A community-centric collaborative offering acceptance, housing, and sustainable support for people with mental health conditions and their families.
Hope Family Village is a non-profit that strives to create a community-centric collaborative, offering acceptance, housing, and sustainable support for people with mental health conditions and their families.
Develop an inclusive village, where 25 caregiving families and their loved ones who endure serious mental illness, live on 25 acres. We imagine a center, a Common House, to congregate, meet, cook and share meals, recreate, otherwise care and support one another.
Who We Are
In the way of background, we have decided to create a village, where neighbors help neighbors. Only, our village caters to caregiving and support for family members who endure mental illness. By design, we are an inclusive group. We are ordinary families and their loved ones, and quite possibly people who want to live in a place of acceptance, where understanding, caring for and about mental health conditions is a top priority.
We began with 7 families. Stated meeting about once a month for dinner to keep getting to know each other, talk about the most recent projects. Our idea, which grew out of a brainstorming workshop staged by NAMI Mid-Tidewater (April 2016) was 25 families living together on 25 acres, with a multi-purpose common house, pathways, gardens and recreational areas. The homes might be regular single family, or condos, and incorporate tiny homes (or small condos). Above all else, we would mutually support one other and be willing to help a neighbor.
Most will call 2020 the year to forget. Not in our case. Let me tell you about some of our people. Yes, we lost two souls. Unforgettable people. People who we are glad we all knew. Andrea Bond, a peer and Williamsburg Fairweather Lodge member, and Betty Anne Griffin, a caregiver, NAMI Williamsburg family support group member, and vital family donor to Hope Family Village. My tribute to Andrea appears here. Earlier in December, I learned that we had lost … read more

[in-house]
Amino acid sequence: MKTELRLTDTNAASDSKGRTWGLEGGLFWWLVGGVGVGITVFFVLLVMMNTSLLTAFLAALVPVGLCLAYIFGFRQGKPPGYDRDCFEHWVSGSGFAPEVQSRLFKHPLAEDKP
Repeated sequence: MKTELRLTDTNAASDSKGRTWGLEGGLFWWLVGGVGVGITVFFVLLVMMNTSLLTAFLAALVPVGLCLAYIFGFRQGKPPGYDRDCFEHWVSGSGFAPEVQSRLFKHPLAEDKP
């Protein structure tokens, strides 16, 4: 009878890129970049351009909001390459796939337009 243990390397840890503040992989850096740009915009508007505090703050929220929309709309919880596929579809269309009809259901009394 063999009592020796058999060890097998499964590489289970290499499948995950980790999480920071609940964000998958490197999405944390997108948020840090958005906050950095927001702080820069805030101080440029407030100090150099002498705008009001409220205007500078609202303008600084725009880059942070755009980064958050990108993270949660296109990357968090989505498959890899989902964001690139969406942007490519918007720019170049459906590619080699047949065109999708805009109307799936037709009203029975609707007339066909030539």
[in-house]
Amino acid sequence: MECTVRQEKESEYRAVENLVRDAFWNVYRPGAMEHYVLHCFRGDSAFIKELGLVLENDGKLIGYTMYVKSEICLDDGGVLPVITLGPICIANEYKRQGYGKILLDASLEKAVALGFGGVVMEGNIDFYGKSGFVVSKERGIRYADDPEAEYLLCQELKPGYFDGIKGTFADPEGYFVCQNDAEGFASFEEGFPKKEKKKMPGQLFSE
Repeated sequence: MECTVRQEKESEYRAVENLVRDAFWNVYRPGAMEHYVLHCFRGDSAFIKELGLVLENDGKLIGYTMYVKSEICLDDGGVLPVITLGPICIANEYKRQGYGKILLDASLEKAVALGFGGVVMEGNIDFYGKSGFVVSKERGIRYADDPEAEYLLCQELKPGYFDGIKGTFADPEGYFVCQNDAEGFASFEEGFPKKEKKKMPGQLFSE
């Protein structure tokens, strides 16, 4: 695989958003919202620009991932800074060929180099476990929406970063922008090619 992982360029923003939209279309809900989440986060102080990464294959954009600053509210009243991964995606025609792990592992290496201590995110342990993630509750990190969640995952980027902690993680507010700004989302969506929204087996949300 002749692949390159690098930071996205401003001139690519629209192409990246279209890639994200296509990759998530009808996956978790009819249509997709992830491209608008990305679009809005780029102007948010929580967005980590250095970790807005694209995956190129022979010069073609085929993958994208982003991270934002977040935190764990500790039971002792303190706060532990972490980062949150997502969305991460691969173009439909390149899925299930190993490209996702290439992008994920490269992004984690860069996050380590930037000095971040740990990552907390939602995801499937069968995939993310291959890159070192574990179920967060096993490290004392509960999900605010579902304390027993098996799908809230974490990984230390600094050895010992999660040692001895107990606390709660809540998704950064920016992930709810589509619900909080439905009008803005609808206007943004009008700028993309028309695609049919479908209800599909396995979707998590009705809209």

It has been a long time since I have posted. Like many of you, families and caregivers, life changed in mid-March 2020. We had our last supper, so to speak, of Hope Family Village families at Jimmy’s in March. Jerry and Joy, one of our founding families, were bravely there. They are in their mid- to late 80s. They have always encouraged me. Been very active in NAMI Williamsburg, operating exhibits for both Hope Family Village and NAMI. For the … read more
In real life we see and know angels. Andrea (an-Drey’-ya), as she preferred to be called, was such an angel. For those of us who knew her, we experienced her bright light. Corey, Andrea, and Courtney, Hope Family Village Dinner,Jimmy’s, December 13, 2018Photo: Dave Ress, Daily Press Two qualities distinguish angels. They exhibit an uncommon kindness and thoughtfulness that is beyond everyday humanity. And, they are mischeviously fun. While I knew Andrea but three years, from the moment I met … read more
No, it’s not Muzzorgsky. It’s Hope Family Village. I had thought of entitling this post, 2019: Year in Review. Then, I thought that this year our accomplishments we can show in pictures. And, one photograph, taken by HFV member Jim Thomas, stands out. We journeyed for 5 years to reach this point. In October, we celebrated with a potluck supper, with family and friends, the opening of the first Fairweather Lodge … read more
Post Author: Tom Rideout During late May/early June 2019, I had the great fortune to represent Hope Family Village by attending the Annual National Cohousing Conference in Portland, Oregon. I was accompanied by another Williamsburg area volunteer, Shannon Casey, who is a brilliant Green Housing designer/developer and fully committed to caring for fellow humans suffering various neuro-diversity issues. The conference program was rich in both content and subject matter experts, so for optimal learning leverage, with two exceptions, we gladly … read more